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9 Signs Your Dog Is Pregnant | Pregnant Dog Signs

Pregnant Dog Signs

Summary: One question I am frequently asked is, How do I tell if my dog is pregnant? or “Is My Dog Pregnant?” or “What are Pregnant Dog Signs?” This is easily answered, but not be quite as easy to determine. Don’t be alarmed, it is possible, but it requires some effort and a trip to the veterinarian. Never guess that a dog is pregnant unless you can see puppies coming out of her. Confirmation of pregnancy requires a veterinarian.

Pregnant Dog Signs: Before We Begin

Before we discuss the signs of a dog pregnancy, lets briefly talk about your dogs estrus cycle. For more information about this, read our article – “The 4 Stage of the Dog Heat Cycle”. The article discusses in detail each of the stages of the heat cycle: Proestrus-the period before she is fertile. Estrus-the period when she is fertile and will mate. Diestrus-period after mating. This is when your dog is pregnant, or goes through a false pregnancy (pseudocyesis). Anestrus-period of hormonal inactivity or when your dog is normal and not pregnant.

What are the Signs of a Pregnant Dog?

Now that we got that out of the way, we can move on to the pregnant dog signs or answering the question: “Is My Dog Pregnant?”

  1. Behavior Changes: Know your dog’s behavior BEFORE she is pregnant. Knowing how your dog looks and acts is a great help to determining if there is a change after her estrus cycle has ended.
  2. Morning sickness: Dogs, like people, can get morning sickness. They can also feel extra tired and may appear lazy.
  3. Nipple growth: You may notice that your dog’s nipples have gotten a little larger or more pronounced. There may also be some milk present.
  4. Ultrasound: This is the earliest method of discovery and is usually done around day 25 of your dogs pregnancy. Remember that ‘DAY 1’ is the first day she mated.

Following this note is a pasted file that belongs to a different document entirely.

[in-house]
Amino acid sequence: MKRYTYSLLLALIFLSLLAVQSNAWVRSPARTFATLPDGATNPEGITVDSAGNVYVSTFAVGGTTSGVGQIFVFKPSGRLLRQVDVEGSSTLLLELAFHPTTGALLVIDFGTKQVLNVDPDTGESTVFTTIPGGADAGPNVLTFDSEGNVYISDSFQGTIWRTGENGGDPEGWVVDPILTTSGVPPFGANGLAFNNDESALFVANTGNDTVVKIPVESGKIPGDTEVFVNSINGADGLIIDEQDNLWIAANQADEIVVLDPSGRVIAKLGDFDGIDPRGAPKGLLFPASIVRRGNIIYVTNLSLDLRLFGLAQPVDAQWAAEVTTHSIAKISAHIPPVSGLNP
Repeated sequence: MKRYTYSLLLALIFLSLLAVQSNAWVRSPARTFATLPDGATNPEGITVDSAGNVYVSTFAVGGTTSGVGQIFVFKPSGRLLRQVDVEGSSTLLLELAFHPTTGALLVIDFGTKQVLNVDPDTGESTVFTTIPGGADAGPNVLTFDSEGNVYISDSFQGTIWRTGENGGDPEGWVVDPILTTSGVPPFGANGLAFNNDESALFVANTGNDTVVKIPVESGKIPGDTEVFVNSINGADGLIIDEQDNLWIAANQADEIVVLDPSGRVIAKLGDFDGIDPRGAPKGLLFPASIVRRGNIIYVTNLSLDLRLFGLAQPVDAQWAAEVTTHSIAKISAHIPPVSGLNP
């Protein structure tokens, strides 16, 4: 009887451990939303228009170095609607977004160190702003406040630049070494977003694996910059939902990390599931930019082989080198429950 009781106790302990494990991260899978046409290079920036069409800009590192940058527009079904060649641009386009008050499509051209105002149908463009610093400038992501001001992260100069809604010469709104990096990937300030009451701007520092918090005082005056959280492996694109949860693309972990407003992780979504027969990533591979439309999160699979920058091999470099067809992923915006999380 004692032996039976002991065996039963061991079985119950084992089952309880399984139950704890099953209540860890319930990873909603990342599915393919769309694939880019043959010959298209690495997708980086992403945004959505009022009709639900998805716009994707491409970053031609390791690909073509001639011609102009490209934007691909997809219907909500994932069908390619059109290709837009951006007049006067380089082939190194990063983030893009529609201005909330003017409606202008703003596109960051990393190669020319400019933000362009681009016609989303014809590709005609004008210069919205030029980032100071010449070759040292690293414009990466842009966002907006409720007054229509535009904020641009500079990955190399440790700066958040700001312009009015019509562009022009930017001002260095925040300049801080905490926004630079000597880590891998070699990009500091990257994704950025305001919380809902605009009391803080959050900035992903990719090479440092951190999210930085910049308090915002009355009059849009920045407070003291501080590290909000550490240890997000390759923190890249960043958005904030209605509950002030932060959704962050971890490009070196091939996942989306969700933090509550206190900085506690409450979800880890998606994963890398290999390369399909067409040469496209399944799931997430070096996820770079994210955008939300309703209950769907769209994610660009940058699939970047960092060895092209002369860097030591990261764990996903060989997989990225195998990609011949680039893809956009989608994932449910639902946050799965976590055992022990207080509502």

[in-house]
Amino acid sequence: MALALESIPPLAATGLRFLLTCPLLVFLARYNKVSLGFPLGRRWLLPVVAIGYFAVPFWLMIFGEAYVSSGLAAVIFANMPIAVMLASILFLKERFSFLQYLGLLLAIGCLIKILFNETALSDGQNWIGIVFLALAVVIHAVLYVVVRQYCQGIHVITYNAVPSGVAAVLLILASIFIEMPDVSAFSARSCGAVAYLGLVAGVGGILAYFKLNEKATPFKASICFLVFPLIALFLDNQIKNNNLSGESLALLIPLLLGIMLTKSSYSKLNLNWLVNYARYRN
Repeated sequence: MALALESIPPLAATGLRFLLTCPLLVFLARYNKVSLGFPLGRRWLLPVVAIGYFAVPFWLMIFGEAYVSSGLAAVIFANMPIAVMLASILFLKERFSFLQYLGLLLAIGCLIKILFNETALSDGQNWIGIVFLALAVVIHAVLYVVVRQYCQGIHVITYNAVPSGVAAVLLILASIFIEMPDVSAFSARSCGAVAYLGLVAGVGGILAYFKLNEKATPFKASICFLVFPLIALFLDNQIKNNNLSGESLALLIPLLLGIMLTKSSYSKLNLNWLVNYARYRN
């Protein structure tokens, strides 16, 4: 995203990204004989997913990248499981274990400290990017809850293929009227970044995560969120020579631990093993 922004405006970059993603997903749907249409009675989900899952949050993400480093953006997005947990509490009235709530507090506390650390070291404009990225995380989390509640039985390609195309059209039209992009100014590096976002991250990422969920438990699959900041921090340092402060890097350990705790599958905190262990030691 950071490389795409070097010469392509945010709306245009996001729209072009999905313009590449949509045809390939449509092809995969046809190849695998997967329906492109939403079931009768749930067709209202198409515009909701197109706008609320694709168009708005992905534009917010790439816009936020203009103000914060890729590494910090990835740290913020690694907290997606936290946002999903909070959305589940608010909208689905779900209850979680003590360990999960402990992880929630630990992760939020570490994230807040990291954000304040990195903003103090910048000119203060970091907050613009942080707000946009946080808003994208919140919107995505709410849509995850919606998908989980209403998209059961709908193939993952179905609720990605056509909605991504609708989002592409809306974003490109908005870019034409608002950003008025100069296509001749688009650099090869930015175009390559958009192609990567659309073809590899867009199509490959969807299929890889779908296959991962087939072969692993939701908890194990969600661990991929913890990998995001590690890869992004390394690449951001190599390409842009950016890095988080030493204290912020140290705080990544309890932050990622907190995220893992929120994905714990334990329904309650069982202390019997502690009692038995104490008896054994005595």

5. Fetal Heartbeats: Heartbeats can be detected after day 25. Your vet will check for heartbeats during the same visit as the ultrasound. This is not a good method for determining the number of puppies.
  6. Blood test: Since dogs go through the same hormonal changes whether they are pregnant or not, there is not an effective urine pregnancy test. However, your vet can test her blood for the presence of the hormone relaxin. This hormone is ONLY produced in pregnant dogs. This test is performed mid-gestation.
  7. Palpating: Most experienced vets can palpate your dog’s stomach to determine if she is pregnant about 20-30 days after conception.

  8. X-rays: Growing skeletons will be visible on x-ray about 45 days after conception. This is a recommended method because when your dog is delivering puppies, its good to know how many she should give birth to. This way, if she only births 3 puppies, but you know there are 4, you can call your vet and avoid some serious and potentially fatal complications.
  9. Pseudocyesis: This is not a method of detection, but it is very important that you know about it. During diestrus (mentioned above), your dog is hormonally pregnant whether she is actually expecting or not. The only real way to tell if your dog really is pregnant is to visit the veterinarian. Signs 1, 2, and 3 can all be present in a dog that isn’t really pregnant. She can even appear to go into labor. If your dog is mentally pregnant, there are steps you may need to take to bring her out of it. Most dogs will naturally equalize in about three weeks, but some do not.

If your dog has some of these pregnant dog signs, we would recommend a trip to your vet. Now that you know your dog is pregnant, you can prepare yourself and your home for a new addition to the family! OR Now that you know your dog is NOT pregnant, you get to sit back and relax and just enjoy your pet.

So if your dog ends up being pregnant, we have several product ideas from Amazon we would recommend for helping your dog’s whelping go smoothly. A great whelping box alternative would be the Iris Plastic 4-Panel Dog Pen (for smaller breed dogs of course). You can easily place an EZwhelp Washable Whelping Pad in the bottom of the area due to its size. If you get a larger pen, then make sure to size the whelping pad appropriately. The pad pictured below fits the IRIS 4-panel pen below closely. It also will keep the puppies contained in a smaller area. A Stethoscope is also a very nice addition to a breeders collection, along with an Electronic Baby Scale for monitoring puppy development (the Salter scale from Amazon is the one we’d recommend for its price and ability to accurately read even with movement. Also, the contoured edges will keep your puppies contained as they develop), Forceps, and a Pet-Temp Instant Ear Thermometer. This thermometer can take a dog’s temperature within one second! A dog breeder necessity!

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